6. Resolve your themes, mysteries and so on in the final third, the resolution.
Again hackneyed. But there is an easy way to avoid belaboring your readers with this particular tedious howler. Simply refuse to write the last third of your novel and end it after the second act. This is bound to go down well with avant-garde readers who prefer the opacity and obscurity of a meticulously-detailed and abruptly-discontinued stream of consciousness to the dull, leaden predictability of a bestseller. You may not make any money, but at least you’ll be miserable.
7. For a good melodrama study the famous “Lester Dent master plot formula” which you can find online. It was written to show how to write a short story for the pulps, but can be adapted successfully for most stories of any length or genre.
If you take a moment to peruse this plot formula thingy you will see that it divides a story into four discrete parts and in each part the hero is put upon, tortured and beaten mercilessly so that by part four he is well-nigh dead and forgotten. Then suddenly at the end he manages to extricate himself from the clutches of the villain, get the girl, solve the mystery and finish the quest. Essentially Lester Dent was a sadist who enjoyed inflicting pain on his protagonists and whose motto was: “Kick a Guy When He’s Down. Then Kick Him Some More.” On the other hand his stories did appeal to a vast army of readers and he was so successful that virtually all of his yarns sold to the pulp magazines. So maybe there is something to be said for mindless, excruciating violence after all.
8. If possible have something going on while you have your characters delivering exposition or philosophizing. This helps retain dramatic tension.
In case you didn’t know (and I’m sure you did), exposition is a method of delivering back story to the reader usually through the mouth of one or more of the characters. The trick is to make it as natural and transparent as possible so that the reader is unaware that it is happening. The problem with this suggestion is that if you overdo it and make the accompanying action too intense your protagonist will sound like an idiot. While he is being attacked by cannibals in the Amazonian forest, being half-eaten by a giant sea squid, or precipitating headlong down a mountainside in a dodgem car with no brakes, he gasps out his fragments of back story, one breathless word at a time, to the leading lady who sits frowning by his side, trying to make sense of his ramblings. In this case, the action is a distraction and you will probably make things clearer by simply addressing the reader directly.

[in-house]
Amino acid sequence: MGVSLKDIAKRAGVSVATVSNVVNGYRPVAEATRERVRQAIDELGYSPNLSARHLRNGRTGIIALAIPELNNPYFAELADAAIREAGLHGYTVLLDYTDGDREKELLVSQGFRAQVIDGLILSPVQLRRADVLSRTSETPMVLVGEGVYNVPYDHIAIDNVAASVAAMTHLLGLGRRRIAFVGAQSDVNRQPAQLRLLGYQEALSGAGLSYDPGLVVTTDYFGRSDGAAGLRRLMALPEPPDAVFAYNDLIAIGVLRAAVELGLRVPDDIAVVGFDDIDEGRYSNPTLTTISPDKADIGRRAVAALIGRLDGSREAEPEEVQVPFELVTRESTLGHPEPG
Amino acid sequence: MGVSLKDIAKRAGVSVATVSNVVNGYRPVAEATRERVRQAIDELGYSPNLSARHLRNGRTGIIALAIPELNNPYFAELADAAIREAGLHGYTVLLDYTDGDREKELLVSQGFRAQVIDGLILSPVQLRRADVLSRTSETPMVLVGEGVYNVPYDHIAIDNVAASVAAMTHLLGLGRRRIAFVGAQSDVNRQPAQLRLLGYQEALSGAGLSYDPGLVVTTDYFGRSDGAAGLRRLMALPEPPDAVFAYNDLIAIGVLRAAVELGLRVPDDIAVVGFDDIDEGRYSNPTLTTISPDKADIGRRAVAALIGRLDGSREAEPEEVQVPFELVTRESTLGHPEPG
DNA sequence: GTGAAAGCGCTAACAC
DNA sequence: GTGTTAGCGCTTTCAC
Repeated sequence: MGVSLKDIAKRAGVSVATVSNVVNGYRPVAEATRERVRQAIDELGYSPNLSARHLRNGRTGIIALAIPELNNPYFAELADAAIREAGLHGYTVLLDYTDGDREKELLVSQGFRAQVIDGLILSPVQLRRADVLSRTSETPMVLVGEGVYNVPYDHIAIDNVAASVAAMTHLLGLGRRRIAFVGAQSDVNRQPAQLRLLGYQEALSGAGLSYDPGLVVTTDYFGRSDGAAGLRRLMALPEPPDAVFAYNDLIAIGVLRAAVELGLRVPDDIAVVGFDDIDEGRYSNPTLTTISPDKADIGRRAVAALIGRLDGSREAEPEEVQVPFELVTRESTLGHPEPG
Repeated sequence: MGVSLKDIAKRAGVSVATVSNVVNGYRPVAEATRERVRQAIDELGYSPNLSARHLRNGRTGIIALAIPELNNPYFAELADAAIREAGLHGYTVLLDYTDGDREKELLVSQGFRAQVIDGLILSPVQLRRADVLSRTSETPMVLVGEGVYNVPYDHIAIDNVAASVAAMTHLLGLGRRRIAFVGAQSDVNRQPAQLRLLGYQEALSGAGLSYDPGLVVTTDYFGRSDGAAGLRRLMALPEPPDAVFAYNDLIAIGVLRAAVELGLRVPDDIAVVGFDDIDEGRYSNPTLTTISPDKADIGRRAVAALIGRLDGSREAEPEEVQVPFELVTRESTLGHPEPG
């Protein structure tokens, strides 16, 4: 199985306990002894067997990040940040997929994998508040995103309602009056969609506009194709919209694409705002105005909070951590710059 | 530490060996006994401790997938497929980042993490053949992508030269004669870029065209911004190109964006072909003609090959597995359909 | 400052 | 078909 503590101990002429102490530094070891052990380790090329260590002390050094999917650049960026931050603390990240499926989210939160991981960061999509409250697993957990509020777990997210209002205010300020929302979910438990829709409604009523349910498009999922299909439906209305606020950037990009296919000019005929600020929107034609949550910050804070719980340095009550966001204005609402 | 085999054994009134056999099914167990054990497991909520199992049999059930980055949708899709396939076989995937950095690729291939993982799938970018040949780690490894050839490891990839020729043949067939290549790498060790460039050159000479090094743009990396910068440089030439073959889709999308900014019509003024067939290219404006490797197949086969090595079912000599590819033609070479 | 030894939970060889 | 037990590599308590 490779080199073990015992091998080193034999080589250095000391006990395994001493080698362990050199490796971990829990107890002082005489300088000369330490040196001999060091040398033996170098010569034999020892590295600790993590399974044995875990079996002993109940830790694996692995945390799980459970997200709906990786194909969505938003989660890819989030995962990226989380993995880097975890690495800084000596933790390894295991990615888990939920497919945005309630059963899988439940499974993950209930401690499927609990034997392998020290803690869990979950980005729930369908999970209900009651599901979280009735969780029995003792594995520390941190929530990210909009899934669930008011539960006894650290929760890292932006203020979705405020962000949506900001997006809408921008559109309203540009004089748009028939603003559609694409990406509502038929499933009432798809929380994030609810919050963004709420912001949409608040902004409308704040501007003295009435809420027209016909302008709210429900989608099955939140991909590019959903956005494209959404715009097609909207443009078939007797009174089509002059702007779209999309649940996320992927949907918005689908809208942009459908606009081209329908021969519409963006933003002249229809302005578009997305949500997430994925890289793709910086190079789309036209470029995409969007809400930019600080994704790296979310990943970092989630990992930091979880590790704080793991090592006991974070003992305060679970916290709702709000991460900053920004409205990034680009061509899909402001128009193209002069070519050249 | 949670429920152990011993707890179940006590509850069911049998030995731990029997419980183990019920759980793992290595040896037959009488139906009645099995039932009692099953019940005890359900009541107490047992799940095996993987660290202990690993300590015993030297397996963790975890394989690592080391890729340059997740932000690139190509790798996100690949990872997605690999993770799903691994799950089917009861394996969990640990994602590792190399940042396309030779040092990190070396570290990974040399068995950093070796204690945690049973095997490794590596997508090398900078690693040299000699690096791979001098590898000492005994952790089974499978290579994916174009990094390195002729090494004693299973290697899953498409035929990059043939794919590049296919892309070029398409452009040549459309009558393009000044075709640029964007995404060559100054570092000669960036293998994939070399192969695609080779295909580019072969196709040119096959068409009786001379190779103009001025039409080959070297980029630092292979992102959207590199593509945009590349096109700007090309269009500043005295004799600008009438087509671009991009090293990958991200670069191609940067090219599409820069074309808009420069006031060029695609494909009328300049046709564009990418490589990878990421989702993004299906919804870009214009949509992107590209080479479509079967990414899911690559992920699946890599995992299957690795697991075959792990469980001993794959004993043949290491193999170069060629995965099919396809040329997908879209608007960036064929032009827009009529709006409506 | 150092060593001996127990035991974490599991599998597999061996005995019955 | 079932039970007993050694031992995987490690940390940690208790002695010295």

(Quixotically, Joseph Conrad, whom Moorcock extolled earlier, in his novel The Heart of Darkness has virtually nothing going on while the main character delivers the back story, which lasts for almost the whole of the book.)
9. Carrot and stick – have protagonists pursued (by an obsession or a villain) and pursuing (idea, object, person, mystery).
Or, in order to avoid cliché, have the protagonist pursued by a carrot while chasing after a stick. Or have the stick chasing the carrot. Or introduce a brand new horticultural/pedagogical dynamic in which a cabbage chases a blackboard through a jungle of sticks each of which is reading a novel in which the protagonist is actually a carrot.
10. Ignore all proffered rules and create your own, suitable for what you want to say.
In other words, disregard everything I have just wasted five minutes of your time on.